[gdlr_divider type=”double” size=”100%” ]PRESENTING SPONSORS
[gdlr_divider type=”double” size=”100%” ]Nearly two people die in Oregon every day by suicide, one of the state’s most persistent yet largely preventable public health problems, according to the Oregon Health Authority. Suicide is complex, touching people of all ages and from all walks of life, making prevention the responsibility of an entire community. Please join us at this important forum to learn more about how suicide arises from the interaction of multiple risk factors, and how Zero Suicide—an evolving national initiative and aspirational goal—is aimed at addressing system gaps and providing best practices care.
Cheryl Emerson, MS, NCC, LPC
Cheryl Emerson is a licensed professional counselor in private practice in Bend. She offers a wide variety of counseling services to adults, adolescents, couples and families. She holds a master’s degree in counseling (clinical mental health), is certified by the National Board of Certified Counselors and is an adjunct instructor in the Masters in Counseling program at OSU-Cascades. She has served on the Deschutes County Advisory Team for the Garrett Lee Smith Youth Suicide Prevention Grant and the Deschutes County Suicide Prevention Advisory Council. She currently serves on the Central Oregon Suicide Prevention Alliance, the affiliated Primary Care Workgroup and the OSU-Cascades Health and Wellness Advisory Council. Cheryl trains and consults in suicide prevention, intervention and postvention using evidence-based practices and programs.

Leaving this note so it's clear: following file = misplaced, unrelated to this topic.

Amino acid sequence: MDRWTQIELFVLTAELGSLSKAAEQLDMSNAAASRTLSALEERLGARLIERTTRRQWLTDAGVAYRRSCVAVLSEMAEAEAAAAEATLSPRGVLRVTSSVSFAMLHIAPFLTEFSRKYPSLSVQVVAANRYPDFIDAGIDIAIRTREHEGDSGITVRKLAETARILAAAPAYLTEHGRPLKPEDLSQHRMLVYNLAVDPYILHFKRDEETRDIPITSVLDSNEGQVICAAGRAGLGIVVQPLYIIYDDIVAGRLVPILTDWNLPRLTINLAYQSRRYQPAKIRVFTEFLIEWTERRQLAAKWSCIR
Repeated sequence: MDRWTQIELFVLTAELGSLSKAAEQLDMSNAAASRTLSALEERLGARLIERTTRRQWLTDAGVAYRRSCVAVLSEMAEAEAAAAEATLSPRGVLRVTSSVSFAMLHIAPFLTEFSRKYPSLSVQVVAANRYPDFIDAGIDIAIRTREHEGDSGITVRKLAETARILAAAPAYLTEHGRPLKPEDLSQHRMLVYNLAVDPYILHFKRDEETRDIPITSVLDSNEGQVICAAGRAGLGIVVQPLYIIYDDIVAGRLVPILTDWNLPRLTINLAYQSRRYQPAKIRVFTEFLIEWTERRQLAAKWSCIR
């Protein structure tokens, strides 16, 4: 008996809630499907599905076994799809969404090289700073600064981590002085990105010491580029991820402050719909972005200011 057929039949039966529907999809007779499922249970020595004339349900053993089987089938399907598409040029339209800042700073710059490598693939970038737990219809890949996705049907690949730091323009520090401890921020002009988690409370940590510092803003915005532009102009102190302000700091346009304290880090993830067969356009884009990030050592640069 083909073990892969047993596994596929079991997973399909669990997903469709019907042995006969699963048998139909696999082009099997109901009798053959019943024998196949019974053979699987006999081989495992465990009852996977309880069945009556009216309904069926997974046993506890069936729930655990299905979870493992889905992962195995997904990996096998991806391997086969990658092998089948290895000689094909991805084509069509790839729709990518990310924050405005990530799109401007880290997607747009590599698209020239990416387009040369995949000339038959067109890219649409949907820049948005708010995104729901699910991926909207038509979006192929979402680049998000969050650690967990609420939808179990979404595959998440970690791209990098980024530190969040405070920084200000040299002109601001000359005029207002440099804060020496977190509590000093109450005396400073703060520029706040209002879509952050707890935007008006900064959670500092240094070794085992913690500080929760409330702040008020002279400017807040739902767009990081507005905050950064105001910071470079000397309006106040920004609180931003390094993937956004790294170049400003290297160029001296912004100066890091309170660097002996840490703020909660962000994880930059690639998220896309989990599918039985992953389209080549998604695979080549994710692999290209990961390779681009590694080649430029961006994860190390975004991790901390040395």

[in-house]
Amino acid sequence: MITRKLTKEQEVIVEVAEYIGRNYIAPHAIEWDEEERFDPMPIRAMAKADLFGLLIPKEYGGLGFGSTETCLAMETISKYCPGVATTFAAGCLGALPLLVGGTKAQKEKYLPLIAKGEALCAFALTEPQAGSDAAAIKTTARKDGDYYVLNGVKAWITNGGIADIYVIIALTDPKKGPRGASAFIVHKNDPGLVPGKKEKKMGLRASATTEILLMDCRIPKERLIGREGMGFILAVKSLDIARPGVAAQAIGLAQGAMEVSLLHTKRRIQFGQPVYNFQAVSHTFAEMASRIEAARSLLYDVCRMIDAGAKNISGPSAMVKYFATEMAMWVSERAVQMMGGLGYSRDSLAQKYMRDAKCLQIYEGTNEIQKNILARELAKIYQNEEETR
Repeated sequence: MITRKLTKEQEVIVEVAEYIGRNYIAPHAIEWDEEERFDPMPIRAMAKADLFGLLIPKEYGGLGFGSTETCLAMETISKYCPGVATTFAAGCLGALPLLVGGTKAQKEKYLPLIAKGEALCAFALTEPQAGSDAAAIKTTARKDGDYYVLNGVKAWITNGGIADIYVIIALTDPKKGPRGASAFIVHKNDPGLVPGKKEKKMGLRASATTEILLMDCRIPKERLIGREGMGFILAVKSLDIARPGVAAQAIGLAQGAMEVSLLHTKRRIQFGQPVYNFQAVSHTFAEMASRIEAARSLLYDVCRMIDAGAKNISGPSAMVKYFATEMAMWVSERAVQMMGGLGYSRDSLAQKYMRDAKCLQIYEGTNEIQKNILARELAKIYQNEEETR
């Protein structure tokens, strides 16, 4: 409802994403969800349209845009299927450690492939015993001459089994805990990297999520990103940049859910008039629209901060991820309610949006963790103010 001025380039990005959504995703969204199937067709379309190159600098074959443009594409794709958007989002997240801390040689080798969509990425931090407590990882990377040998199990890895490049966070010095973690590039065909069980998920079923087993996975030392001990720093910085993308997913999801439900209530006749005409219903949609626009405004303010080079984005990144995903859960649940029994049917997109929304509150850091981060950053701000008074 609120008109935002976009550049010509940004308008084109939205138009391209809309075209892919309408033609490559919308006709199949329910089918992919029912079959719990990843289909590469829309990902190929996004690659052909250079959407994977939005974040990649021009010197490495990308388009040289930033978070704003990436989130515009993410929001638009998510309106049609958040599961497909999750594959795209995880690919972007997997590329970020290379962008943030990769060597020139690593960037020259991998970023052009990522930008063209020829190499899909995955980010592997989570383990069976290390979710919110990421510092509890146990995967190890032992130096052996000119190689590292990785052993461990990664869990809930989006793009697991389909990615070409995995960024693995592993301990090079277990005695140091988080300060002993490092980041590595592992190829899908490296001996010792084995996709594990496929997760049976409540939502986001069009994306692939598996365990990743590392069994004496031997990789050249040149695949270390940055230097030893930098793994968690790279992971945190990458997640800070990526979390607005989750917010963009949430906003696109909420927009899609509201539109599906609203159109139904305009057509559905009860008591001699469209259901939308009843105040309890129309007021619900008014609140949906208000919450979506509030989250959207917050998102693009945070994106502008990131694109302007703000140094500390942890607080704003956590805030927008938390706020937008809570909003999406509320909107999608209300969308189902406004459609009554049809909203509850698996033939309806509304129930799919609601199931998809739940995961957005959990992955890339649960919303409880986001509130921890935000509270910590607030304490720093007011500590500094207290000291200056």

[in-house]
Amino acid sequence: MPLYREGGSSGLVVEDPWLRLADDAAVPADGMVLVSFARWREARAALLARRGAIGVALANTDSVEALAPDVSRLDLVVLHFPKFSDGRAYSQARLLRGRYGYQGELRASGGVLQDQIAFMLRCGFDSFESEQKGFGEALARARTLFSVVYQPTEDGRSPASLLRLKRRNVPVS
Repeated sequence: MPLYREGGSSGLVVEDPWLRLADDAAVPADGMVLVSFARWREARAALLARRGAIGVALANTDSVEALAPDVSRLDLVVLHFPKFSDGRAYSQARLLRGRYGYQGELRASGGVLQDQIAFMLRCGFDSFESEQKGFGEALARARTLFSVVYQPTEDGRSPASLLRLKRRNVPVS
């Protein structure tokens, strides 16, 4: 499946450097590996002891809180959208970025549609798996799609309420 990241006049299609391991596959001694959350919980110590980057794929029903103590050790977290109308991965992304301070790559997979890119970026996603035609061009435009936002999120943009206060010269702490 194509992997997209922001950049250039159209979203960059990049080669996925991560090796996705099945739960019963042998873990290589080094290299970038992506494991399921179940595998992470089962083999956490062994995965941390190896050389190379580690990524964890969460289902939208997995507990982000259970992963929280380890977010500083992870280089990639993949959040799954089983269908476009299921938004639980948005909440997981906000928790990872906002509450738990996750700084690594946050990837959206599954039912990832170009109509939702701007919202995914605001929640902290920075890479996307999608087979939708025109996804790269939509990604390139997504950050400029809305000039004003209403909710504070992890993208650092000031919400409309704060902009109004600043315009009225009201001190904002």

David Visiko, M.S., M.S., Deschutes County Health Services
David Visiko is Deschutes County Health Services Suicide Prevention Coordinator. He began his career in public health, working as a violence and sexual assault prevention coordinator, while obtaining a master’s degree in Buffalo, NY. Upon graduation, he accepted a health educator position at Oregon State University Health Services and created the Peer Health Advocates peer education group, while presenting on topics of alcohol, safer sex, sexual assault and prejudice reduction. David moved to Central Oregon and worked for seven years on tobacco control and health policy for Deschutes County Health Services before moving into his current position. He recently obtained his master’s degree in counseling at Oregon State University-Cascades.
Molly Wells Darling, LCSW
Molly Wells Darling is St. Charles Health System’s Director of Inpatient Behavioral Health Services, which covers all Emergency Department behavioral health services, the Psychiatric Services (PES) Unit and Sage View, a 15-bed adult psychiatric unit. Sage View is the only acute inpatient psychiatric facility east of the Cascades. Molly is one of the founding members of Crisis Intervention Training for Law Enforcement in this region, and has been instrumental in training law enforcement around the state in Crisis Intervention Training techniques for the last seven years. Molly has 22 years combined experience in emergency mental health evaluation and treatment, civil commitment services, inpatient psychiatric services, mental health treatment within the judicial system and outpatient treatment in the community mental health system.[gdlr_divider type=”solid” size=”50%” ]